When our children were interested in utensils – around 6-8 months of age, they were given real, metal utensils. At that age, we gave them these Gerber utensils with thicker handles. Infants love figuring out how to use a fork to skewer food and bring it to their mouth. Around 2 years of age when their hand coordination is improved, we gave them real, stainless steel utensils. Also from Cost Plus, we buy the Slate Salad Forks and the Slate Teaspoons. Our child-sized butter knives are the Luna Cocktail Knife, and it coordinates with the fork and spoon except for the mirrored finish. We don’t mind. At $1.99 each, they are a great deal, especially when you can get them on sale! Another option is For Small Hands, but their utensil set is approximately $15 per set, so I prefer my local, less expensive option.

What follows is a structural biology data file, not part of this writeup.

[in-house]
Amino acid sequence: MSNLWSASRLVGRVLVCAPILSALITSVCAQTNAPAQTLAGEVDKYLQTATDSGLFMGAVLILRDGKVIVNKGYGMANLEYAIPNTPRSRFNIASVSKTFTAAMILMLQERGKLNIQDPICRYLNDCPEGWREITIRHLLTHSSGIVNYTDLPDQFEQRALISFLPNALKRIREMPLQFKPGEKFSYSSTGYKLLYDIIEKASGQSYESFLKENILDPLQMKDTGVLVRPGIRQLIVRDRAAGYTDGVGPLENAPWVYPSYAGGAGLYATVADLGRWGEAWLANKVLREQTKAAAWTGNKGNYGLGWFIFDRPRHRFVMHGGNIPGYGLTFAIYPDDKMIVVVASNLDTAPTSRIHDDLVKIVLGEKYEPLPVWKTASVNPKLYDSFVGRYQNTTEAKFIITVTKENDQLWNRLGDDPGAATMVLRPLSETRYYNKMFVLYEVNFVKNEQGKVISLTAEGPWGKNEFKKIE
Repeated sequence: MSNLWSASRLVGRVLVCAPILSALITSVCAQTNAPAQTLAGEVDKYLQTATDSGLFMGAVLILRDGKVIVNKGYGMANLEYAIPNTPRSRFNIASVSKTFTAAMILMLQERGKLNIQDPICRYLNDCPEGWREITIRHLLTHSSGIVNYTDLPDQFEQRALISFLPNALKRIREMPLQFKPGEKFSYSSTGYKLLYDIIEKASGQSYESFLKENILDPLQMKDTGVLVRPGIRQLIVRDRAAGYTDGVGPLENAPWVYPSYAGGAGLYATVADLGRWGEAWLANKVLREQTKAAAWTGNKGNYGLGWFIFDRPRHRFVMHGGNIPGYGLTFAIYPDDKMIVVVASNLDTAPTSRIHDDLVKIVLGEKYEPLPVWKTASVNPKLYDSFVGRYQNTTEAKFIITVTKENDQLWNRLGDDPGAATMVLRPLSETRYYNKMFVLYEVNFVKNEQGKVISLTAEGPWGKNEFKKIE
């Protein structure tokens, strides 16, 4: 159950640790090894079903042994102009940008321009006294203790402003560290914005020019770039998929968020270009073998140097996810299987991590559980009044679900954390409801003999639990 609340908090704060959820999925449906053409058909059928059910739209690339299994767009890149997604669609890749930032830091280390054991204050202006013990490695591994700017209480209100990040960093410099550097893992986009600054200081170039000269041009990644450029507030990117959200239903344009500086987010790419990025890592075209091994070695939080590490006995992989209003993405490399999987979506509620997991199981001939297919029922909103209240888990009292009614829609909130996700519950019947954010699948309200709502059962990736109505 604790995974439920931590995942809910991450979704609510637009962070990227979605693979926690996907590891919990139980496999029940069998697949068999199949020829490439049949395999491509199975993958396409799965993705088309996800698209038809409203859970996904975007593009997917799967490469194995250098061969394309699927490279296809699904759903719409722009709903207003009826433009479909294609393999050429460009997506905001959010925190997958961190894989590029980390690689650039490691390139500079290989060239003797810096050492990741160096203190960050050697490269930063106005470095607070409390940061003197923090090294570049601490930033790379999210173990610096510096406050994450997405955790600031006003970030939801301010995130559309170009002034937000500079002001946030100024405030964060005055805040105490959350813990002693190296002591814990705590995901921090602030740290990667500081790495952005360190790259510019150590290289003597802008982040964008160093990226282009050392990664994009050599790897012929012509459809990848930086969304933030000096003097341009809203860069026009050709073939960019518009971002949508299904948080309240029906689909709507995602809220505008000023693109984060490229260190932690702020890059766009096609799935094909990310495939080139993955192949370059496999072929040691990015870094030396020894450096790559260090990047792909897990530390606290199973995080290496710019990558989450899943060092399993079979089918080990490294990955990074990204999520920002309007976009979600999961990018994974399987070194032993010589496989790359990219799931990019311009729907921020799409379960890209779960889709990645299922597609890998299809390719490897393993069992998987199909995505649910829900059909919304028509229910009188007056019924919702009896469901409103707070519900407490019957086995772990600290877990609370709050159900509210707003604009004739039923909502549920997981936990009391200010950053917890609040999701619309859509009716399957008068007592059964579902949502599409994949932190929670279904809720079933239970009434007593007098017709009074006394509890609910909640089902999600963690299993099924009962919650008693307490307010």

From the age when an infant can sit independently and hold a cup, a small shot glass or glass votive holder is a great choice. Shot glasses are made of thicker glass than other cups which makes them safer, but they will still break if your child decides to throw it on the floor! It is important that the glass is the right size for your child’s hands. From one year on, my children used the Picardie Bistro Glasses. They are small at 3.25 ounces, they have faceted sides which makes them easy for small hands to grasp, and they are affordable at $1.99 each ($7.96 for a set of four). I’ve also had luck finding these glasses at TJ Maxx for an even better deal. At 3 years of age, the child is ready for a bigger glass. My three year old daughter is tired of the “baby glasses” now and is using the same glasses as my six year old. A few good options for glasses include these from Amazon (Solar 7 oz. Juice Glass $2.98 ea) and these at Crate & Barrel (pictured - Ring 7 oz. Juice Glass $0.95 ea). We most recently bought the Picardie Bistro Glasses in 7.75 ounces from Cost Plus for $3.49 a piece.